Structure of a Procurement Organization

by Ian Linton ; Updated September 26, 2017
Two businessmen having discussion on sofa in office waiting area

The structure of a procurement organization ranges from a single person with responsibility for purchasing to a large centralized department or decentralized organization with procurement professionals working in separate locations or business units. Getting the right structure is essential, because procurement typically accounts for half of an organization’s expenditure, according to Reference for Business. It also plays an important part in a company’s competitive strategy.

Individual Purchasing Responsibility

In a start-up or small business, one person such as the finance director may take responsibility for procurement. Alternatively, individual members of the management team, such as the production manager, office manager or marketing manager, may purchase products or services to meet their own departmental requirements. In this scenario, the company would not have a consistent purchasing procedure and would lack any purchasing power to negotiate better deals from a fragmented group of suppliers.

Purchasing Department

As it grows, the company may appoint a procurement manager with professional qualifications. The company may also recruit one or more purchasing assistants if the scale of procurement grows. The manager or team takes responsibility for purchasing supplies for all departments, discussing their requirements, identifying suppliers and processing orders. By coordinating procurement, the company can place larger orders with preferred suppliers. It may be able to negotiate lower rates and impose consistent quality standards on suppliers.

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Centralized Purchasing Structure

Companies with a number of locations, operating divisions or business units have a choice of operating centralized or decentralized structures. In the centralized model, a single procurement department takes responsibility for purchasing on behalf of the company. The department, which may consist of a purchasing director, managers and assistants, imposes standard policies and procedures across the organization with the aim of reducing costs, increasing purchasing efficiency and achieving consistent quality. To improve the service to different locations, the department may appoint specialists responsible for purchasing specific categories of supply.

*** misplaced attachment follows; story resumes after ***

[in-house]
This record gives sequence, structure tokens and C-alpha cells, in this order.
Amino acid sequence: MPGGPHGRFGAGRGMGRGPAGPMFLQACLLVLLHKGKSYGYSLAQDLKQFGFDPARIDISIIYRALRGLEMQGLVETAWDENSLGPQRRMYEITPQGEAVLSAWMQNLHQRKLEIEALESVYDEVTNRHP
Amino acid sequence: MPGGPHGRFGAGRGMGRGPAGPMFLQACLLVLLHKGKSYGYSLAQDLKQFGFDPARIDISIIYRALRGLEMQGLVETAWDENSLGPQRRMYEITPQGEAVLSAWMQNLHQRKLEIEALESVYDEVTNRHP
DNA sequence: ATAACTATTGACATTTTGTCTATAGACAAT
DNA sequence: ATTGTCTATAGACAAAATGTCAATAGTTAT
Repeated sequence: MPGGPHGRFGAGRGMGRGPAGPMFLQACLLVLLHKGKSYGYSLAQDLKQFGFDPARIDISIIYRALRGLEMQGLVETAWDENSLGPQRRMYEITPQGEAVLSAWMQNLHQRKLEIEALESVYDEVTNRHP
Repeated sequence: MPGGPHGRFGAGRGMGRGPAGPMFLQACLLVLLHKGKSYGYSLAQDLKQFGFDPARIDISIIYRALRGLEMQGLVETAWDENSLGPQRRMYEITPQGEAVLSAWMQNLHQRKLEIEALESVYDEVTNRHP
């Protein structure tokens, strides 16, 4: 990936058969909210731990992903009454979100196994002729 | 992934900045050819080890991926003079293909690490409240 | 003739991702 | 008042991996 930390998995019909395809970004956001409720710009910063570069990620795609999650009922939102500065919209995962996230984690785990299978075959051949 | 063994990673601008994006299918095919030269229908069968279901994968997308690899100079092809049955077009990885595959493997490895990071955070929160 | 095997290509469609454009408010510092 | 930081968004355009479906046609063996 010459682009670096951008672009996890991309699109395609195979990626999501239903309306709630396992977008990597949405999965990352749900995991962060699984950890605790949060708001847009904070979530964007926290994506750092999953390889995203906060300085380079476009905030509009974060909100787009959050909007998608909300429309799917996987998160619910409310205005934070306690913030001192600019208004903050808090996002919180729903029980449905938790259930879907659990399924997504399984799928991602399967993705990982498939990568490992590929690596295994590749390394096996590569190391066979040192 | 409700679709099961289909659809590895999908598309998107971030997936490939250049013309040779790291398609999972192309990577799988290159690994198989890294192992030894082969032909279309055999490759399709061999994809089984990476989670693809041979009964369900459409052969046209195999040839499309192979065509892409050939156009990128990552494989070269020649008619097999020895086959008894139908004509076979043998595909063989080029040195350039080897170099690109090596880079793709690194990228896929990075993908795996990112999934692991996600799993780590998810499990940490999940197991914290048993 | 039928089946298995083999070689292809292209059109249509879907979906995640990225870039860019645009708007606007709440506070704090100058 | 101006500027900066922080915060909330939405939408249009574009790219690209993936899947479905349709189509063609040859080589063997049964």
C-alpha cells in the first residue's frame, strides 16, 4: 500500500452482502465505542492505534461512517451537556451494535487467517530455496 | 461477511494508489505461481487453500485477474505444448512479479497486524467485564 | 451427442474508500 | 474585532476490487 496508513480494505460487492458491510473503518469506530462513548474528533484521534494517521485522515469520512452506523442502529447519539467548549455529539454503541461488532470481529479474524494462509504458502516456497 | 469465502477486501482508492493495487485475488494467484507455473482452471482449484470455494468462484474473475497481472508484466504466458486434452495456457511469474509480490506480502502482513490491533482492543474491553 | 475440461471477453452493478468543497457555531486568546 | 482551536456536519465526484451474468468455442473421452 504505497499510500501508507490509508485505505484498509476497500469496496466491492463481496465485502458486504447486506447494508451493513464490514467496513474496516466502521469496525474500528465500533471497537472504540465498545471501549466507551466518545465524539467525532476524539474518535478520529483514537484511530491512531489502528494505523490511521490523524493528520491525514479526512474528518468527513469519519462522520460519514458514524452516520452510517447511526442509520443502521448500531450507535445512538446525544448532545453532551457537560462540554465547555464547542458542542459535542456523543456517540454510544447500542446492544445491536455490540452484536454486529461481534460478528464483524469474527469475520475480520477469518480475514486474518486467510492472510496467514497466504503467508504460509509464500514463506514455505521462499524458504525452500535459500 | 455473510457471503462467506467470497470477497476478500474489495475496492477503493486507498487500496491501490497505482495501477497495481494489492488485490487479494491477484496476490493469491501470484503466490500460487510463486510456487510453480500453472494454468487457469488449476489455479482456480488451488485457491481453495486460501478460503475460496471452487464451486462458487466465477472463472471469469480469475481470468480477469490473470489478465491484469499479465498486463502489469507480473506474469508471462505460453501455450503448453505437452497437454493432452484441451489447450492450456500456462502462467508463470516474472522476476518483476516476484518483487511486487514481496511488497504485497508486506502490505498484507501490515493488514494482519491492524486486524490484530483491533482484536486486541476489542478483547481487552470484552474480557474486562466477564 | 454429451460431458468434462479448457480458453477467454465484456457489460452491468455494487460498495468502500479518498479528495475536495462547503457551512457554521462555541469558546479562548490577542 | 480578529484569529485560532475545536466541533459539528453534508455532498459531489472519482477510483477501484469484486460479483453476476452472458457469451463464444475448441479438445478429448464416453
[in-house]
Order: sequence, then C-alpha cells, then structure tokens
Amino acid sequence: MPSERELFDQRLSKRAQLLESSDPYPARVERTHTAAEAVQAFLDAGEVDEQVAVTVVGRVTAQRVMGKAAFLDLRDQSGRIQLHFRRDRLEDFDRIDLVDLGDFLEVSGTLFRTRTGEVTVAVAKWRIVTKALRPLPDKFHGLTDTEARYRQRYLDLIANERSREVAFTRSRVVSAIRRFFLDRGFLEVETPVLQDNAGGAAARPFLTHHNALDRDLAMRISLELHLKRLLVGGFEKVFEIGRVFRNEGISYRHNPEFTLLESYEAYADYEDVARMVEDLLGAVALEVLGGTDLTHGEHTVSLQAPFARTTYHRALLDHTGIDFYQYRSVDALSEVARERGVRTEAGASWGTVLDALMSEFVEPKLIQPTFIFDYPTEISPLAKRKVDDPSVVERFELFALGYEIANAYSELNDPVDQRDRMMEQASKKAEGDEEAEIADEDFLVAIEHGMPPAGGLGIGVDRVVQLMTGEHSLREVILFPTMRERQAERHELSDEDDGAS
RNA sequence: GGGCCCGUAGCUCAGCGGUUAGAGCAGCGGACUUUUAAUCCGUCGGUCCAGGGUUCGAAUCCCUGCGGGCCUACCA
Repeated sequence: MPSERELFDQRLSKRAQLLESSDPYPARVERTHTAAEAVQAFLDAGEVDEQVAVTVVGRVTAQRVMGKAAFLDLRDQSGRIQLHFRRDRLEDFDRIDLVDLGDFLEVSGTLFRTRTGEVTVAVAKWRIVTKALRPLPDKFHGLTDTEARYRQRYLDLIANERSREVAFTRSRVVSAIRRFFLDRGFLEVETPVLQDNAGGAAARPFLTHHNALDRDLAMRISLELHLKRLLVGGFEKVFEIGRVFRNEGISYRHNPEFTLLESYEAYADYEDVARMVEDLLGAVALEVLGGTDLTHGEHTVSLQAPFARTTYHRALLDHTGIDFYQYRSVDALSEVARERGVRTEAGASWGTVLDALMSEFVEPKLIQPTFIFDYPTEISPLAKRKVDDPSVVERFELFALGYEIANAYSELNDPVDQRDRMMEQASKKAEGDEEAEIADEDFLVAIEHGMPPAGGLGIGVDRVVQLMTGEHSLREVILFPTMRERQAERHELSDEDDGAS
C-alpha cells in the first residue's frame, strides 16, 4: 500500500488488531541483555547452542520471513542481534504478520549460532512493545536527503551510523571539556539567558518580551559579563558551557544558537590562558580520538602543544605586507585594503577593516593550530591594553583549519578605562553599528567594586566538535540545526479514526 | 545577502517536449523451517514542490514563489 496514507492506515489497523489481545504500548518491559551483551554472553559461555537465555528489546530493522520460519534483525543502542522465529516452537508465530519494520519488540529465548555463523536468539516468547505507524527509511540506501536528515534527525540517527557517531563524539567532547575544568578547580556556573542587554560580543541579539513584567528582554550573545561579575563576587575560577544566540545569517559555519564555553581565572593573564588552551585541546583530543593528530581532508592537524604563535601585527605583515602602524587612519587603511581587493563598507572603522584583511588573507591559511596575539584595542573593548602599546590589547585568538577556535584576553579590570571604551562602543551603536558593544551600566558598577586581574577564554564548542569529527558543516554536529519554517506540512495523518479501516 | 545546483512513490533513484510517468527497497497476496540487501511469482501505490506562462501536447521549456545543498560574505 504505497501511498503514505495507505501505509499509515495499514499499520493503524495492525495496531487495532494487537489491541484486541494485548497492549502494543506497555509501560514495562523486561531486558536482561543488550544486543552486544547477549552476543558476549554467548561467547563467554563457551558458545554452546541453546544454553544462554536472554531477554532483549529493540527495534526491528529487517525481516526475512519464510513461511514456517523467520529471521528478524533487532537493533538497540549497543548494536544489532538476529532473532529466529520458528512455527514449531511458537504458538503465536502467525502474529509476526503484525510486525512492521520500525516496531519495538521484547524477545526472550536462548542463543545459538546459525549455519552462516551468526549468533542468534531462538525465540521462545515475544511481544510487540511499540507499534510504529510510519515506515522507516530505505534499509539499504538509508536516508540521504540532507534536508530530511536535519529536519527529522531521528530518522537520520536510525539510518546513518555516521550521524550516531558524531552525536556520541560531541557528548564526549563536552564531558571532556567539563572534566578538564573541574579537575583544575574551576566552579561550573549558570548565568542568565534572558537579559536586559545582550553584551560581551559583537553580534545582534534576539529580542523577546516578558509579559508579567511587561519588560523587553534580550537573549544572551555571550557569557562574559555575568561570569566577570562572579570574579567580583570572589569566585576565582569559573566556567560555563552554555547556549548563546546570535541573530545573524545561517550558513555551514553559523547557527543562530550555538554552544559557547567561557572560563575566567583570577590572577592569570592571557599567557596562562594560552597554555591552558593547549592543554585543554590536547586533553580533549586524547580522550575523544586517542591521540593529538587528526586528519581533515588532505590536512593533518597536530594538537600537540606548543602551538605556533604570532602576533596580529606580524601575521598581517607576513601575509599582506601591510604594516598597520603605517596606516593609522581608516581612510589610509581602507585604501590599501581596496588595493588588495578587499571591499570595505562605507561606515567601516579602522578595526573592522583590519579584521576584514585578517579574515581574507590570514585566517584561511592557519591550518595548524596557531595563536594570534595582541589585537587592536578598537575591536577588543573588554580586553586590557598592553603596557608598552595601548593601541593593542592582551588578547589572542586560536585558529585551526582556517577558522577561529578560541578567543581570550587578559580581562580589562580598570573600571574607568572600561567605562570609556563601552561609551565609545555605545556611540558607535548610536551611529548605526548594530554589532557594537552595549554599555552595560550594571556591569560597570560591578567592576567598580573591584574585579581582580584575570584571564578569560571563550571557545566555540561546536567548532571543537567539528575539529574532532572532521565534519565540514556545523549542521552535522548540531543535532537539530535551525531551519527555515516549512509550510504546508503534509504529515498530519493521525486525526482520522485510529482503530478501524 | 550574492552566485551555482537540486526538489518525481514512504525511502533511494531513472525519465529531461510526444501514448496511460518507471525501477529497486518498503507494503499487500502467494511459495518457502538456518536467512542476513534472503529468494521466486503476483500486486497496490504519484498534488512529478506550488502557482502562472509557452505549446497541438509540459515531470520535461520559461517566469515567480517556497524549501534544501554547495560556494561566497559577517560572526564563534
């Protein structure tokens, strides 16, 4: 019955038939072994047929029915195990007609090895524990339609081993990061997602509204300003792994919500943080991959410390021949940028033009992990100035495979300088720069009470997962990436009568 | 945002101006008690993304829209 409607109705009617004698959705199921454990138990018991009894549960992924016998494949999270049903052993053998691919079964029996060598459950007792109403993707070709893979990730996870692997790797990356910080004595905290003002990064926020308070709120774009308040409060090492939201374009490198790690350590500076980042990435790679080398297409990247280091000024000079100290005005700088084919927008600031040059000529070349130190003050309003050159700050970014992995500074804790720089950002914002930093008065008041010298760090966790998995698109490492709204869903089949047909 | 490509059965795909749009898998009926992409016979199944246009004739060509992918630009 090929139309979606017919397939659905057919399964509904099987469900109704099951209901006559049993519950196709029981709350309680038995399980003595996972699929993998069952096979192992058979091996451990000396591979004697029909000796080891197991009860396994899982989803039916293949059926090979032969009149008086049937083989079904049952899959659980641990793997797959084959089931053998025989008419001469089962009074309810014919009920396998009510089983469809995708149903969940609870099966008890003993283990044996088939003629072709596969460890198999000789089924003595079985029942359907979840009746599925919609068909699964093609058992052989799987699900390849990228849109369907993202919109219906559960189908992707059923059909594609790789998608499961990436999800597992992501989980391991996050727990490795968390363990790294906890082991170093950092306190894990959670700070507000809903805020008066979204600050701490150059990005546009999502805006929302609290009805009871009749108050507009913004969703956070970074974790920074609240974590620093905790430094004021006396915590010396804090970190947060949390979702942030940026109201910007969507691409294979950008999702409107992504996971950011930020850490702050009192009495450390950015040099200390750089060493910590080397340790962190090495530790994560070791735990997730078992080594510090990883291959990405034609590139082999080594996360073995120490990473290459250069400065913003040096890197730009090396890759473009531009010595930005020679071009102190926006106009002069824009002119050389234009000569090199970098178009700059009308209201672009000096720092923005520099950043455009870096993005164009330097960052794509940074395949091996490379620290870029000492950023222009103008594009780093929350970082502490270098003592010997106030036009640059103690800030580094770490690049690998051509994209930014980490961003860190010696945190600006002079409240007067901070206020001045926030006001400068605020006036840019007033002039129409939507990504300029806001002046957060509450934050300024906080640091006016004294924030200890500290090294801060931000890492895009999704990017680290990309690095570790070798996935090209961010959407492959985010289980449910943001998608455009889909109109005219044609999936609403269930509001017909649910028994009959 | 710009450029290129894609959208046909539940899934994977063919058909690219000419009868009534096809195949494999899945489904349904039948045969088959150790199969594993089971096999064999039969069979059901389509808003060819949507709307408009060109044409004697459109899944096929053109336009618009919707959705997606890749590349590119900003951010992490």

Decentralized Procurement Structure

In the decentralized model, the company delegates purchasing authority to locations and divisions. Procurement managers and assistants purchase supplies for local needs, although they may receive support from a small central unit. While a decentralized structure gives autonomy and reduces bottlenecks, it may lead to purchasing inefficiency, inconsistent standards and increased overall procurement costs.

Strategic Sourcing Model

Companies that need essential supplies such as critical engineering components or want to harmonize quality across a range of suppliers have moved from traditional procurement practices to long-term relationships with strategic supply partners. Members of the procurement team responsible for strategic sourcing focus on critical supplies, leaving the purchase of commodity supplies to other team members. The strategic sourcing team places long-term supply contracts and collaborates with supply partners to drive down costs, harmonize quality and production levels, and undertake joint product development projects.

About the Author

Based in the United Kingdom, Ian Linton has been a professional writer since 1990. His articles on marketing, technology and distance running have appeared in magazines such as “Marketing” and “Runner's World.” Linton has also authored more than 20 published books and is a copywriter for global companies. He holds a Bachelor of Arts in history and economics from Bristol University.

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